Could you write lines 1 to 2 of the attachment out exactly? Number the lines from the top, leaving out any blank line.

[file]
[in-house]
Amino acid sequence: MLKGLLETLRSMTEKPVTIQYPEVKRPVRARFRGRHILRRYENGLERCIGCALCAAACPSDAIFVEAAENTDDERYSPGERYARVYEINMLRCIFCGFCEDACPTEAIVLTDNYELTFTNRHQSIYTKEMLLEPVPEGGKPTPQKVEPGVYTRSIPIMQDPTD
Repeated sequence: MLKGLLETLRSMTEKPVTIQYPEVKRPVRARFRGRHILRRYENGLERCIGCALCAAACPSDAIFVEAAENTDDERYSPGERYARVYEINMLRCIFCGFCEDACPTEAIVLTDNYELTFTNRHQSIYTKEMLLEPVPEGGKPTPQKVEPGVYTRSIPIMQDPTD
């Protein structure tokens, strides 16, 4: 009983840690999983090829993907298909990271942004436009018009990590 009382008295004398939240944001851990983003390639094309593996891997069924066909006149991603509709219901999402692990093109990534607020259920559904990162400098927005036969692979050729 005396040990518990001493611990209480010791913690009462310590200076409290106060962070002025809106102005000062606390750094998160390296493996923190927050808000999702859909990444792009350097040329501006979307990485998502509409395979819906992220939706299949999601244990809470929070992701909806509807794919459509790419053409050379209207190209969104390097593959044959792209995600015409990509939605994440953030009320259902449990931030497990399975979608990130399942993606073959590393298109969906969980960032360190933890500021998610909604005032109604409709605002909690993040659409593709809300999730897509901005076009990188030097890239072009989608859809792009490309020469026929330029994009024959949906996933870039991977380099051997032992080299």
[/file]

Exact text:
[in-house]
Amino acid sequence: MLKGLLETLRSMTEKPVTIQYPEVKRPVRARFRGRHILRRYENGLERCIGCALCAAACPSDAIFVEAAENTDDERYSPGERYARVYEINMLRCIFCGFCEDACPTEAIVLTDNYELTFTNRHQSIYTKEMLLEPVPEGGKPTPQKVEPGVYTRSIPIMQDPTD